Stanhope Study of Compaction Methods for Bituminous Stabilized Base

In September of 1970 the Equipment Committee of the New Jersey Department of Transportation conducted its third major evaluation test of compaction equipment for bituminous stabilized base course. The basic objective of the test was to evaluate the compaction capabilities of two vibratory rollers and a tandem roller as compared to that of the Department's standard compaction system (3-wheel breakdown with tandem finish rolling). Comparisons were made utilizing both multiple and thick lift paving methods. The findings indicated that all rollers evaluated were capable of achieving acceptable densification levels in the stone mix, bituminous stabilized base course used in the test construction. In multiple lift construction the vibratory compactors were found to attain essentially the same base density as that produced by the Department's standard system. However, the vibratory units required approximately 25% more compaction time. In thick lift construction the Department's standard was again found to be the optimum of the roller systems considered. The vibratory rollers were not observed, within the range of applications evaluated, to cause so-called de-compaction or density drop off of the base material. Pavement riding quality was not adversely affected by either of the vibratory compactors studied. In addition, no measurable improvement in riding quality was discernible when the tandem rather than the 3-wheel roller was used for breakdown compaction. Riding quality measurements further suggest that, when a manually controlled paver is employed, the riding surface on thick lift base construction would be significantly rougher than that for standard multiple lift paving.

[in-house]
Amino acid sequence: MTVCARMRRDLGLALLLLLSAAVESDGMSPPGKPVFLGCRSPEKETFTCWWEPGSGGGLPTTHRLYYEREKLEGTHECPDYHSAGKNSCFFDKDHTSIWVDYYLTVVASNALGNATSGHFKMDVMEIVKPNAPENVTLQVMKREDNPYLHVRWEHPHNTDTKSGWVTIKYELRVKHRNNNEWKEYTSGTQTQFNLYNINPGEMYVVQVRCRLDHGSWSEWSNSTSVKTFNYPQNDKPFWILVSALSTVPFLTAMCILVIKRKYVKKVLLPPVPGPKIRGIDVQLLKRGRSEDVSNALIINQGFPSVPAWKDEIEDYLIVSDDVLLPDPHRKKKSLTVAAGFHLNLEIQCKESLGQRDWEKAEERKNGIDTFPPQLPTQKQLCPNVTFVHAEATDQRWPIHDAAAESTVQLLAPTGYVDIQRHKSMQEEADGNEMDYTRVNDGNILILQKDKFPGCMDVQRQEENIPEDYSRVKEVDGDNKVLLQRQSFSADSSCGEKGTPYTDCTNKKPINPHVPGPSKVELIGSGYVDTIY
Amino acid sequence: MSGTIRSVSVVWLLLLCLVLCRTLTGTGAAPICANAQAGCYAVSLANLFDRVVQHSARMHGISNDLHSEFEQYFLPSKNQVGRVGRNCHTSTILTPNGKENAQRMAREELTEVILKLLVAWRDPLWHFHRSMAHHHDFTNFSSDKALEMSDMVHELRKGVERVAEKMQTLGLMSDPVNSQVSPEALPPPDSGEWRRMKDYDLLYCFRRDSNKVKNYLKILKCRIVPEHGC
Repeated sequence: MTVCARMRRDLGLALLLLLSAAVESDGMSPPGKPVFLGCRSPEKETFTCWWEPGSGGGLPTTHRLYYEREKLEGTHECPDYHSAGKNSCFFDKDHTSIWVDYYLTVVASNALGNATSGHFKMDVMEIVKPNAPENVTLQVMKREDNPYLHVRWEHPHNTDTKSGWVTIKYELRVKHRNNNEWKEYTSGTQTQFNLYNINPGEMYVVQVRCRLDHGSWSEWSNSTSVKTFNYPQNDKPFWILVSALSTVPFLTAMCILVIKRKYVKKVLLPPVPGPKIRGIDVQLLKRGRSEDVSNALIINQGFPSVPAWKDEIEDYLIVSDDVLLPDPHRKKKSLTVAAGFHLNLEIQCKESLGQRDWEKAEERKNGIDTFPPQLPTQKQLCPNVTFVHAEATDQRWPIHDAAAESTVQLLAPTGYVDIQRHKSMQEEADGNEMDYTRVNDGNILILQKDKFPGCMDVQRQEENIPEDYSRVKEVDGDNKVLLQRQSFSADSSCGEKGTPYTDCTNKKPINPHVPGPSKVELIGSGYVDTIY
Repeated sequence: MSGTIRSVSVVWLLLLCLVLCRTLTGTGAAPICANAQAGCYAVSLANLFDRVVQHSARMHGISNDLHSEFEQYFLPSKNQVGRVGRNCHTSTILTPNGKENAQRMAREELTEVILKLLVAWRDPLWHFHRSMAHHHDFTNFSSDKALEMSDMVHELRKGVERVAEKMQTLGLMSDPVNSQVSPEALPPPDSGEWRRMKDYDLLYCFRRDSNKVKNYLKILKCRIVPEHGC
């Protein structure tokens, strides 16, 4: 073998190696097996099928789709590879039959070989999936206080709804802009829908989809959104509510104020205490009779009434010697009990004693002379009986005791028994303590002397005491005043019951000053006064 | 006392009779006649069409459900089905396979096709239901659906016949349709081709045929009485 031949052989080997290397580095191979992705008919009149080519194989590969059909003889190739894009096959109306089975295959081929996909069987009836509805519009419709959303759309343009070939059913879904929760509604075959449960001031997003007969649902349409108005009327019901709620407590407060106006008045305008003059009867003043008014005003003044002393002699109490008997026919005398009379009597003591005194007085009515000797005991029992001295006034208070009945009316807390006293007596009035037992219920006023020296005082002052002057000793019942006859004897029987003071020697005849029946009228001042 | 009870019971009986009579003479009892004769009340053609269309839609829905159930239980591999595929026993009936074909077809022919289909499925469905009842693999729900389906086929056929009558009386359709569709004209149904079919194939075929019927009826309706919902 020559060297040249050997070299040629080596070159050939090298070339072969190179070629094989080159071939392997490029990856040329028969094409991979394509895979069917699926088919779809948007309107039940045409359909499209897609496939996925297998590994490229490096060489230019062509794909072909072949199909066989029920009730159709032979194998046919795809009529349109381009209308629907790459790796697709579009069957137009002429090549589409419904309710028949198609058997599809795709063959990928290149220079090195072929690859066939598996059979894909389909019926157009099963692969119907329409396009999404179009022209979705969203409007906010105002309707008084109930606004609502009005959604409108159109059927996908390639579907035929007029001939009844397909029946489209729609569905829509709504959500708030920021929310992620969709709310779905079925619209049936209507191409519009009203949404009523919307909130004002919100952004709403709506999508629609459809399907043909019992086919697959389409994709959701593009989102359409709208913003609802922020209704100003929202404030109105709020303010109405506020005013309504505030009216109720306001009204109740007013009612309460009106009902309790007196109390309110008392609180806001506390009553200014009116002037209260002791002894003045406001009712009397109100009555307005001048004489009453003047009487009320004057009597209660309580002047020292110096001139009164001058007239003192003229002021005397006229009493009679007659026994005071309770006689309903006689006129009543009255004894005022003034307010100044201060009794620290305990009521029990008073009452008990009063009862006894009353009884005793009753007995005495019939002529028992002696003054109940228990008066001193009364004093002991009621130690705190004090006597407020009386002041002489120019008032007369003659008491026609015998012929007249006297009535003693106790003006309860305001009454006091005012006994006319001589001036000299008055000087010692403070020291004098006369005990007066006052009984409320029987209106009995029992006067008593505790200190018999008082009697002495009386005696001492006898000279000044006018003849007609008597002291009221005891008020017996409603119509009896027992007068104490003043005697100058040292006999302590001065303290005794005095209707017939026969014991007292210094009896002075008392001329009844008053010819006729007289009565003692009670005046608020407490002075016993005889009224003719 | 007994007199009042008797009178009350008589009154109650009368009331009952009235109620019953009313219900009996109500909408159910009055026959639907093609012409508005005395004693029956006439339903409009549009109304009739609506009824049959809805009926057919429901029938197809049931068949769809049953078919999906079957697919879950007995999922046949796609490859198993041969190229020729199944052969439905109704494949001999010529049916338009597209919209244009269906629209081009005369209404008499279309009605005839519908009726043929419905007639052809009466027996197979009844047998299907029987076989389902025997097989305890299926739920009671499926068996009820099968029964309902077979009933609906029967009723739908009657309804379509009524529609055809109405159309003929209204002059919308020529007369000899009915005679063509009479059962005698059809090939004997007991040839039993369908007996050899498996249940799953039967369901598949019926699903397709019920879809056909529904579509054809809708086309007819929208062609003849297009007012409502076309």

• English

Media Info

  • Media Type: Digital/other
  • Features: Appendices; Figures; Tables;
  • Pagination: 44p

Subject/Index Terms

Filing Info

  • Accession Number: 01665522
  • Record Type: Publication
  • Report/Paper Numbers: FHWA/NJ-71-006-7782
  • Created Date: Feb 1 2018 10:38AM